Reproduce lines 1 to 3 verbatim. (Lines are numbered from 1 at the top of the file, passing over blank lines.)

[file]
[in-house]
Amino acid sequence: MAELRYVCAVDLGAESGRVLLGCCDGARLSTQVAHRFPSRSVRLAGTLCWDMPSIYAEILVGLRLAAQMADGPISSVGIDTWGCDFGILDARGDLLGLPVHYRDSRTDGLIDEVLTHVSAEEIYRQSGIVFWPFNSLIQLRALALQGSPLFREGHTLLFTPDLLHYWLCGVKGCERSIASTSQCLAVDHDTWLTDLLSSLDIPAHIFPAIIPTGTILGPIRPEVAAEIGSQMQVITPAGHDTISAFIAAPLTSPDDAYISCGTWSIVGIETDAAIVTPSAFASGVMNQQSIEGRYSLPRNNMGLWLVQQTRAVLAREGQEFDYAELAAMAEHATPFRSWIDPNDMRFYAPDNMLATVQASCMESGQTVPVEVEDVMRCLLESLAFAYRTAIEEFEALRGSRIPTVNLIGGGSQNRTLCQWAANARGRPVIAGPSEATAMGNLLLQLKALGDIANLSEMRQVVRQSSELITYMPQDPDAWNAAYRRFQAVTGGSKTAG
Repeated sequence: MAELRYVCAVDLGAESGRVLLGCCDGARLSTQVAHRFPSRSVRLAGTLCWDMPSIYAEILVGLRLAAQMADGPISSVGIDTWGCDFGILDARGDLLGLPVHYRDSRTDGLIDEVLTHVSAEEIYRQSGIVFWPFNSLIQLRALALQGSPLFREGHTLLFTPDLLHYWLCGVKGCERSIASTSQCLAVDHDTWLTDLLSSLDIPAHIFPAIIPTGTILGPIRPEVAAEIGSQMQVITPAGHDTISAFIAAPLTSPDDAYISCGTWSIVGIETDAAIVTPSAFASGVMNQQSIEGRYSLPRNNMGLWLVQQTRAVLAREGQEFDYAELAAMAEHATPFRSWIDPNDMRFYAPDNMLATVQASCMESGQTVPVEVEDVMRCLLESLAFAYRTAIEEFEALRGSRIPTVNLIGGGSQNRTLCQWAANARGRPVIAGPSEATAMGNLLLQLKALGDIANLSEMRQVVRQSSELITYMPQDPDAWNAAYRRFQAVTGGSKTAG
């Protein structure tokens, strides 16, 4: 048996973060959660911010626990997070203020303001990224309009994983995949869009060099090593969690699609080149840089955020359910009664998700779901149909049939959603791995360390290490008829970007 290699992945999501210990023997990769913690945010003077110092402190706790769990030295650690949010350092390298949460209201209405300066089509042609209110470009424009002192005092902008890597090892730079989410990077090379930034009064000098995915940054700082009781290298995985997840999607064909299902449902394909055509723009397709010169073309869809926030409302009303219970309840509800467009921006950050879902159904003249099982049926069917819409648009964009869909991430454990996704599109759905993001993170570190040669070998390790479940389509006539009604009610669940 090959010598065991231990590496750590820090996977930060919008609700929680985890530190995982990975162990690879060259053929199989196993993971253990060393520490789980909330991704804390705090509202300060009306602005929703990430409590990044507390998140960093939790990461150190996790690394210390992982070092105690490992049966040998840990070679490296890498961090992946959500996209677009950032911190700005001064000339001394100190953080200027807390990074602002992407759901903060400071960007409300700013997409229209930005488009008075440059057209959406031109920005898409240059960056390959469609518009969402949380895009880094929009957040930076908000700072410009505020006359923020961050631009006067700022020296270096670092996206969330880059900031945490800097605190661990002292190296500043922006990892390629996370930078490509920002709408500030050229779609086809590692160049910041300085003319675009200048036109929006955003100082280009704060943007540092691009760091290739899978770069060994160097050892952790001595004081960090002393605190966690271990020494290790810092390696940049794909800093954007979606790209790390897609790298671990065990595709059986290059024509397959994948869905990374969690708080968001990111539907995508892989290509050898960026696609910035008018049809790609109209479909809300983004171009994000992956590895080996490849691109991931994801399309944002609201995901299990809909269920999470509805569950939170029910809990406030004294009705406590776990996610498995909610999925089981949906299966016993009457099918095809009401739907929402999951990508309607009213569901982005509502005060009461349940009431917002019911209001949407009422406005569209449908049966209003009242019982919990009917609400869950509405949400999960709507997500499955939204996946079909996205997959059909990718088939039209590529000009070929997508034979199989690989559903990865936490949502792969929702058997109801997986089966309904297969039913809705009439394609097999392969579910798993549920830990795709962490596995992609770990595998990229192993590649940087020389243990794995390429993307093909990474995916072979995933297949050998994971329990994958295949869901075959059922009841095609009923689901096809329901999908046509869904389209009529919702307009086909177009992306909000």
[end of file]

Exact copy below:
[in-house]
Amino acid sequence: MAELRYVCAVDLGAESGRVLLGCCDGARLSTQVAHRFPSRSVRLAGTLCWDMPSIYAEILVGLRLAAQMADGPISSVGIDTWGCDFGILDARGDLLGLPVHYRDSRTDGLIDEVLTHVSAEEIYRQSGIVFWPFNSLIQLRALALQGSPLFREGHTLLFTPDLLHYWLCGVKGCERSIASTSQCLAVDHDTWLTDLLSSLDIPAHIFPAIIPTGTILGPIRPEVAAEIGSQMQVITPAGHDTISAFIAAPLTSPDDAYISCGTWSIVGIETDAAIVTPSAFASGVMNQQSIEGRYSLPRNNMGLWLVQQTRAVLAREGQEFDYAELAAMAEHATPFRSWIDPNDMRFYAPDNMLATVQASCMESGQTVPVEVEDVMRCLLESLAFAYRTAIEEFEALRGSRIPTVNLIGGGSQNRTLCQWAANARGRPVIAGPSEATAMGNLLLQLKALGDIANLSEMRQVVRQSSELITYMPQDPDAWNAAYRRFQAVTGGSKTAG
Repeated sequence: MAELRYVCAVDLGAESGRVLLGCCDGARLSTQVAHRFPSRSVRLAGTLCWDMPSIYAEILVGLRLAAQMADGPISSVGIDTWGCDFGILDARGDLLGLPVHYRDSRTDGLIDEVLTHVSAEEIYRQSGIVFWPFNSLIQLRALALQGSPLFREGHTLLFTPDLLHYWLCGVKGCERSIASTSQCLAVDHDTWLTDLLSSLDIPAHIFPAIIPTGTILGPIRPEVAAEIGSQMQVITPAGHDTISAFIAAPLTSPDDAYISCGTWSIVGIETDAAIVTPSAFASGVMNQQSIEGRYSLPRNNMGLWLVQQTRAVLAREGQEFDYAELAAMAEHATPFRSWIDPNDMRFYAPDNMLATVQASCMESGQTVPVEVEDVMRCLLESLAFAYRTAIEEFEALRGSRIPTVNLIGGGSQNRTLCQWAANARGRPVIAGPSEATAMGNLLLQLKALGDIANLSEMRQVVRQSSELITYMPQDPDAWNAAYRRFQAVTGGSKTAG